he promises to be a president to all americans. joining us now, radio talk show host larry elder. he joins us from his studio there. thank you so much for being with us today. >> my pleasure, uma, thank you for having me. uma: thousands of people march to remember the legacy of civil rights leader martin luther king, jr., president obama in his farewell address says he did a lot to improve relations even though race remains a potent and often divisive force in our society. let's listen. i'm sorry we don't have that sound. he did say that, and i wanted to get your reaction to that view and the obama legacy. >> well, good question, but the polls showed that the majority of americans believe that race relations have gotten worse under president obama. when obama got elected, the hope was, that black people would now realize that racism was no longer a major problem in america.
instead obama comes in. he talks about the cambridge police acting stupidly. he talks about if i had a son he would look like trayvon. he gives a speech before the united nations invokeses ferguson. he embraces blacks lives matter. he gives love to colin kaepernick. a lot of americans were offended. they really thought president obama would be person to tell black people, look we've had bad legacy of race, racism, of prejudice, of slavery, it is no longer the case now. it is about hard work, self-improvement. getting education. making yourself viable to the economy. if you do that in america, nothing than stop you. instead obama given opposite message and made things worse. uma: what is your take about the remarks by congressman john lewis, who is seen as civil rights icon who marched along martin luther king, jr., saying go forward he does not see donald trump as a legitimate president? >> well, john lou is should understand, i -- lewis should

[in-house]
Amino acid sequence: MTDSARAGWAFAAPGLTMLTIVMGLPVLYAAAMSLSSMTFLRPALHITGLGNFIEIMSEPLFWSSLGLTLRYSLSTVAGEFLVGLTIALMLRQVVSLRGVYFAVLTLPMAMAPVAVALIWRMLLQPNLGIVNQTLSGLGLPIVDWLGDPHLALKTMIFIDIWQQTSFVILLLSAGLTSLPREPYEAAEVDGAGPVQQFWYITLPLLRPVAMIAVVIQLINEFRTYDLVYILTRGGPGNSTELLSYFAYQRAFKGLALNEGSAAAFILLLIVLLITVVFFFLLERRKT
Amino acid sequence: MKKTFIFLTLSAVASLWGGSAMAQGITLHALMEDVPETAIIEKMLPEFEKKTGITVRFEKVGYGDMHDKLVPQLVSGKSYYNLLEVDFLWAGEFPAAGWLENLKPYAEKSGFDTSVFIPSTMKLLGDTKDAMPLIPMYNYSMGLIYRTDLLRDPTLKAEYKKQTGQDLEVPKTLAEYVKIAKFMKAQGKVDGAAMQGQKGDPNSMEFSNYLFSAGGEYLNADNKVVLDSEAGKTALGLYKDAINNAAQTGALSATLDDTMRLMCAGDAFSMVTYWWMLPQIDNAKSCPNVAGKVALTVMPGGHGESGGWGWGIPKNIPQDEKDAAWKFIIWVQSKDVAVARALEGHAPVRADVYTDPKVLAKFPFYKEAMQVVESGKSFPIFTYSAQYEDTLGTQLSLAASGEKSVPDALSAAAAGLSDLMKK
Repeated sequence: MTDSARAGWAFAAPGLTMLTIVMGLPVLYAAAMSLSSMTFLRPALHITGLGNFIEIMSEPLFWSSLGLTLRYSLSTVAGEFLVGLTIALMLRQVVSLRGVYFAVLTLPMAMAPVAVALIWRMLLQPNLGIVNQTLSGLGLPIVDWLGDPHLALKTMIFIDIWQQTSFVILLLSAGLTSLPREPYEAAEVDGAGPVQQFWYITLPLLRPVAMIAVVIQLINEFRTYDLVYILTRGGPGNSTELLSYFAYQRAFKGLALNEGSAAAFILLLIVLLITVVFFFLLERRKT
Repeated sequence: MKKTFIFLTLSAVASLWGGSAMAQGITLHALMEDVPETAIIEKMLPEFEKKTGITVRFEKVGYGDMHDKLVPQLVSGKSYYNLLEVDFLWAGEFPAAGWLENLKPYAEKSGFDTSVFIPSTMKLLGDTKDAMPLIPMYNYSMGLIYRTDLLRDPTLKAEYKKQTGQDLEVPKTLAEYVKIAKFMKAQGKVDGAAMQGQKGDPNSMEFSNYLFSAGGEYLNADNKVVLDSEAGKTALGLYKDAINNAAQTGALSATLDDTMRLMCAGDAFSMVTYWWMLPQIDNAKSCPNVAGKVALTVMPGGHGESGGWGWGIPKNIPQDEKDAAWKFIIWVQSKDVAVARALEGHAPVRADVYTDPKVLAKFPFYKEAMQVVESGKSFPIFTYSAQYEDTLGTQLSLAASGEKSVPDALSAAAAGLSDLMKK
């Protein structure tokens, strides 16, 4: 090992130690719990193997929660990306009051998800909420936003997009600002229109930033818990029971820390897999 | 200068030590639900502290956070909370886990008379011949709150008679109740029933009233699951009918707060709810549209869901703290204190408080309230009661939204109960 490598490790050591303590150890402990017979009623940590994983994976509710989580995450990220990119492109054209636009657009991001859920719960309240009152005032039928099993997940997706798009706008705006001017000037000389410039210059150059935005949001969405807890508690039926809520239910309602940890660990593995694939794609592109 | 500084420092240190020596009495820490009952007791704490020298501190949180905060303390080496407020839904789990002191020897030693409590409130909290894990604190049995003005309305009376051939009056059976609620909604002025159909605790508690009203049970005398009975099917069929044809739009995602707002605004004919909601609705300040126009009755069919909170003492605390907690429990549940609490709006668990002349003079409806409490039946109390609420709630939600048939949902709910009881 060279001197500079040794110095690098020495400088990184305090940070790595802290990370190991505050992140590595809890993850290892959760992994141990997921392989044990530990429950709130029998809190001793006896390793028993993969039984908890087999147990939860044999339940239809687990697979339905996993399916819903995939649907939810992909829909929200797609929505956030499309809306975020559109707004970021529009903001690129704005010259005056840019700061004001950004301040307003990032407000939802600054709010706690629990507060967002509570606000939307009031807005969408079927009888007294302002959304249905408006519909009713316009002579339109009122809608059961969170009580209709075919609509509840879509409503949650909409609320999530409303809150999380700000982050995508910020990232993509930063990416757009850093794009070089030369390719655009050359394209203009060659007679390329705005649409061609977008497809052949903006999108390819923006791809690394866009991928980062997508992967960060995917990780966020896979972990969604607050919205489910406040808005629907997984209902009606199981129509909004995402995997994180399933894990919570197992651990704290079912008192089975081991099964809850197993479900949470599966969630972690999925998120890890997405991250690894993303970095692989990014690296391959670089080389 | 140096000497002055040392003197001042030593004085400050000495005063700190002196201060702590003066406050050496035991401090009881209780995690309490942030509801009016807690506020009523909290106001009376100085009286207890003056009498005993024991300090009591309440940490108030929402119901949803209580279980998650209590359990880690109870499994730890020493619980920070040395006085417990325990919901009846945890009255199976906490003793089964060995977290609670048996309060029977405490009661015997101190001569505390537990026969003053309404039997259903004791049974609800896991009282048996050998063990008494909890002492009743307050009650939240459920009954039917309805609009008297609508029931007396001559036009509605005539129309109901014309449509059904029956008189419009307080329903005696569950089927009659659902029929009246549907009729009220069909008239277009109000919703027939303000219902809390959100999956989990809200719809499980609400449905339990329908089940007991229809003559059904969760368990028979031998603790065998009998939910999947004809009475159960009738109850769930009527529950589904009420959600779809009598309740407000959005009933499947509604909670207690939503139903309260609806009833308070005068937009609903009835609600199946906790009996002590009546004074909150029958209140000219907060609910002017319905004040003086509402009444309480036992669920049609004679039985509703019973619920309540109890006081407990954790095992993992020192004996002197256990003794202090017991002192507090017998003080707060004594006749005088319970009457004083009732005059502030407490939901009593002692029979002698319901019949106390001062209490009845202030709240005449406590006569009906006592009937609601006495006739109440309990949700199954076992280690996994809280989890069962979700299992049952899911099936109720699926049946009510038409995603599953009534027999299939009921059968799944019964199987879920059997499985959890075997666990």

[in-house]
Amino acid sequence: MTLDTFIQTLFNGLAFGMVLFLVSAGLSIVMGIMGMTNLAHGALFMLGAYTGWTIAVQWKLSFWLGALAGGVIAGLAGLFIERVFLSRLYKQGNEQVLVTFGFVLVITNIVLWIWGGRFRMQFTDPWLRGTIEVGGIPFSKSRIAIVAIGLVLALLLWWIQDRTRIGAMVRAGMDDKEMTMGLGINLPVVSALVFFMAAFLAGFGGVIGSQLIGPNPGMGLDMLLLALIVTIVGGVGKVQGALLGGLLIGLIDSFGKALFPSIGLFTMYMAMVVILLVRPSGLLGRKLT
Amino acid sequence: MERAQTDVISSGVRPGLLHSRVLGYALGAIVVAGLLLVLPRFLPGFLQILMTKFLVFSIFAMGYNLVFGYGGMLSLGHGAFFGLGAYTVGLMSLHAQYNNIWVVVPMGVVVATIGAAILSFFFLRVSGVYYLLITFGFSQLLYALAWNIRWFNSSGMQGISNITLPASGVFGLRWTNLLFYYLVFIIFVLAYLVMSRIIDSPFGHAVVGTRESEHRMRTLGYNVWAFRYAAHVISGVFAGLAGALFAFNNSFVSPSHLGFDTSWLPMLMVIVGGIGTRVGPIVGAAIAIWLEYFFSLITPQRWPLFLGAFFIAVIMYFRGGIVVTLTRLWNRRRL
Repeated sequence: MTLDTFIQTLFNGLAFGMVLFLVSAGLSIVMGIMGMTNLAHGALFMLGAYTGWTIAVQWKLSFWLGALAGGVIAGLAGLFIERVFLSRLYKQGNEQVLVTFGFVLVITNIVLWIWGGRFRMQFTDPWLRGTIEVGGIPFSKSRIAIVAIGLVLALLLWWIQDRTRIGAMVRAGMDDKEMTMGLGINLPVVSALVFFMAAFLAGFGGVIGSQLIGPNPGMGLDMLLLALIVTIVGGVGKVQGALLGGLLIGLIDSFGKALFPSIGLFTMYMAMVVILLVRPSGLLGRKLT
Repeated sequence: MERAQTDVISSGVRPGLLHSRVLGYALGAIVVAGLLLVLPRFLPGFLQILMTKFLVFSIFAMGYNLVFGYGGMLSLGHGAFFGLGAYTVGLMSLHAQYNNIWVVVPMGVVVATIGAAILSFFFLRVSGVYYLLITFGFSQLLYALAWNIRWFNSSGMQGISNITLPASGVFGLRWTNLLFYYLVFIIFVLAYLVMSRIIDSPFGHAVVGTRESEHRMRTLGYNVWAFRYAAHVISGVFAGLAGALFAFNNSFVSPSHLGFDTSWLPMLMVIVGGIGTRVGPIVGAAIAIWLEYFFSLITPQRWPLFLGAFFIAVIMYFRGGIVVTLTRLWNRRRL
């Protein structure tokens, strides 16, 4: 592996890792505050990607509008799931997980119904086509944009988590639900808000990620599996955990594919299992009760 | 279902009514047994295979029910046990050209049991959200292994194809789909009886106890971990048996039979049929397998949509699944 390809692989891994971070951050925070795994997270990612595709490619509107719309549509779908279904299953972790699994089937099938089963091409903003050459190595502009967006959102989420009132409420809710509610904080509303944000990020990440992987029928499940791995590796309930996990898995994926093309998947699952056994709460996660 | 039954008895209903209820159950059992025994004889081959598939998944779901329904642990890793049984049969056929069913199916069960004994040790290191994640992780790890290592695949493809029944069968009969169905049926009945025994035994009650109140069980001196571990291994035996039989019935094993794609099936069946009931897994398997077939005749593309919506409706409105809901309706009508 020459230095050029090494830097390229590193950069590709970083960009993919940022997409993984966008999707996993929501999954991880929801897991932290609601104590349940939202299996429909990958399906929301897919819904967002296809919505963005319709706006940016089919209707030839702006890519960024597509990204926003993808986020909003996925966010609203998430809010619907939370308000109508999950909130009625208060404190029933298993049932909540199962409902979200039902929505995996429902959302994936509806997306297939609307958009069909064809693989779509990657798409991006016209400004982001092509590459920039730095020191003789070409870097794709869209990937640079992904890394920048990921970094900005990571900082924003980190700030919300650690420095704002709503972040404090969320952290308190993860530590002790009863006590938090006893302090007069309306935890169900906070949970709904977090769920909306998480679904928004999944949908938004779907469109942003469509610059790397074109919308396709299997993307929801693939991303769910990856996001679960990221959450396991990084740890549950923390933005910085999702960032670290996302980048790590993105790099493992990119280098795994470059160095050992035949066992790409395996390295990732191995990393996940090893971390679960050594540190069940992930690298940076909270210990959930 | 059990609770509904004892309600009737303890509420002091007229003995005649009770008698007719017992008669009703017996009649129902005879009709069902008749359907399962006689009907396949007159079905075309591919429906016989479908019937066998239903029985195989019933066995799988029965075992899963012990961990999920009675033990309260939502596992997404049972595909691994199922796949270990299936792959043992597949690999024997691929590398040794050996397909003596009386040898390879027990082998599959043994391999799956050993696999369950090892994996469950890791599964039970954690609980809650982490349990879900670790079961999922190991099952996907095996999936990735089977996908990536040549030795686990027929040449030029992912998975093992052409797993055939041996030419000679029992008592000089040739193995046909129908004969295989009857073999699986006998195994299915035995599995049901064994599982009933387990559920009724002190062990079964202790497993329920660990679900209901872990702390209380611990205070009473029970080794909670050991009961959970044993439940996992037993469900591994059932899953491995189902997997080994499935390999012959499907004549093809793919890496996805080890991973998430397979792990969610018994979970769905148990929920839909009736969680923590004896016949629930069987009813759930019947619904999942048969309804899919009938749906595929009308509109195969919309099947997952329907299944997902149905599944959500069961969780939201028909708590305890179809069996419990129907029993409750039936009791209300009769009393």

understand, i know he does, donald trump got greater percentage of black vote than john mccain and mitt romney did. got greater percentage of hispanic vote despite things he said about mexicans than mitt romney did. i was with him in a church in cleveland he talked about breakdown of the family, talked about the importance of jobs. talked about importance of vouchers so inner city kids can take their kids out of a bad, underperforming government school and give their kids a better shot. these are kind of things i thought so-called black leaders would embrace. uma: why do you think many trump opponents, along with the black leaders who are not going along with mr. trump's victory, along with the hollywood celebrities who remain in denial about the fact that donald trump won, and will be the next president, that, and he will be the president of course to all americans, do you think things can calm down after the inauguration? are we going to see more of this going forward, unlike anything we've ever seen before, really?